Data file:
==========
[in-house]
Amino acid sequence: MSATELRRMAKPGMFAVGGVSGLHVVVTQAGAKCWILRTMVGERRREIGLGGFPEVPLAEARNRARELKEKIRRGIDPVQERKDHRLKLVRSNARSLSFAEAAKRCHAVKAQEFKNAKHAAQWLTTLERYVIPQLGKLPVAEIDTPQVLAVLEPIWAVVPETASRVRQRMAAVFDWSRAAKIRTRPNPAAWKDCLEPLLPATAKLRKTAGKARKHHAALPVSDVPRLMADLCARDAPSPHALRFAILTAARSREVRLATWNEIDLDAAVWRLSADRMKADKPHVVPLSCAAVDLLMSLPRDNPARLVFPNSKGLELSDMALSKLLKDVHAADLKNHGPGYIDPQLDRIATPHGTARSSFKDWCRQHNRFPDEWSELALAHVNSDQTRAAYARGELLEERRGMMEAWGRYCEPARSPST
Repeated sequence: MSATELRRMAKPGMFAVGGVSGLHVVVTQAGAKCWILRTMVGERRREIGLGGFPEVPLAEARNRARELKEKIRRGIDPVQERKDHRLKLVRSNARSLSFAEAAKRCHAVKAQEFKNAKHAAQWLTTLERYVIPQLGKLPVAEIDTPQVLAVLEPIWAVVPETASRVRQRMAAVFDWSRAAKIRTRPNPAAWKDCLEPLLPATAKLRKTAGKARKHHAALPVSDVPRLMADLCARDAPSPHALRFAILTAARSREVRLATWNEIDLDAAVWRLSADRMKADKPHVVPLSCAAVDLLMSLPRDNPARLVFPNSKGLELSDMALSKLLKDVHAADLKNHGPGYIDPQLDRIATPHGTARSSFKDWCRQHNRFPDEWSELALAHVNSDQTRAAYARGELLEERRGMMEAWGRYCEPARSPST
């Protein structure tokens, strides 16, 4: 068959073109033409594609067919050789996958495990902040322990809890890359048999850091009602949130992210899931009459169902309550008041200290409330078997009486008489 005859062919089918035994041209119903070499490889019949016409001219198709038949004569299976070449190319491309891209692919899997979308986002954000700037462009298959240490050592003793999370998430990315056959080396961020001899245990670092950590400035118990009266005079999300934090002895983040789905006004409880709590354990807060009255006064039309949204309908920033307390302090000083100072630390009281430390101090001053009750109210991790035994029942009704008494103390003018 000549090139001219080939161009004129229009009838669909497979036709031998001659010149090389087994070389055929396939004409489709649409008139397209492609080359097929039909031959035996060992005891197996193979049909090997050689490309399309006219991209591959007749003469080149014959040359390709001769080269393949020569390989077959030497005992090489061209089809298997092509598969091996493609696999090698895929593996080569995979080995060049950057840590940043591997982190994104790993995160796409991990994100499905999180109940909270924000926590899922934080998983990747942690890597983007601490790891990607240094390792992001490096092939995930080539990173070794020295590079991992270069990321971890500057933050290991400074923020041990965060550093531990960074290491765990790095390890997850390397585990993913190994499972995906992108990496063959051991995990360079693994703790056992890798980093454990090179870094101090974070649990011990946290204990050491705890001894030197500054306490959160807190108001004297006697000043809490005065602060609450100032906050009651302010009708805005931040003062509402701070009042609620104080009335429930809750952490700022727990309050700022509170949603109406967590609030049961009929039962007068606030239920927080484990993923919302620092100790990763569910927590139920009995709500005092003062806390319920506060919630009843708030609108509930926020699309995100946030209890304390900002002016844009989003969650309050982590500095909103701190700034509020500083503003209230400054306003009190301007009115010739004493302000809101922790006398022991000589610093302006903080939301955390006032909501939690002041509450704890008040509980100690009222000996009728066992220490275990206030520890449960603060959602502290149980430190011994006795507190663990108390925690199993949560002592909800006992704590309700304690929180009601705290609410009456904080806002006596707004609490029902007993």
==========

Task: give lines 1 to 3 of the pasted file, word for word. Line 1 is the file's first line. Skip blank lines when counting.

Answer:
[in-house]
Amino acid sequence: MSATELRRMAKPGMFAVGGVSGLHVVVTQAGAKCWILRTMVGERRREIGLGGFPEVPLAEARNRARELKEKIRRGIDPVQERKDHRLKLVRSNARSLSFAEAAKRCHAVKAQEFKNAKHAAQWLTTLERYVIPQLGKLPVAEIDTPQVLAVLEPIWAVVPETASRVRQRMAAVFDWSRAAKIRTRPNPAAWKDCLEPLLPATAKLRKTAGKARKHHAALPVSDVPRLMADLCARDAPSPHALRFAILTAARSREVRLATWNEIDLDAAVWRLSADRMKADKPHVVPLSCAAVDLLMSLPRDNPARLVFPNSKGLELSDMALSKLLKDVHAADLKNHGPGYIDPQLDRIATPHGTARSSFKDWCRQHNRFPDEWSELALAHVNSDQTRAAYARGELLEERRGMMEAWGRYCEPARSPST
Repeated sequence: MSATELRRMAKPGMFAVGGVSGLHVVVTQAGAKCWILRTMVGERRREIGLGGFPEVPLAEARNRARELKEKIRRGIDPVQERKDHRLKLVRSNARSLSFAEAAKRCHAVKAQEFKNAKHAAQWLTTLERYVIPQLGKLPVAEIDTPQVLAVLEPIWAVVPETASRVRQRMAAVFDWSRAAKIRTRPNPAAWKDCLEPLLPATAKLRKTAGKARKHHAALPVSDVPRLMADLCARDAPSPHALRFAILTAARSREVRLATWNEIDLDAAVWRLSADRMKADKPHVVPLSCAAVDLLMSLPRDNPARLVFPNSKGLELSDMALSKLLKDVHAADLKNHGPGYIDPQLDRIATPHGTARSSFKDWCRQHNRFPDEWSELALAHVNSDQTRAAYARGELLEERRGMMEAWGRYCEPARSPST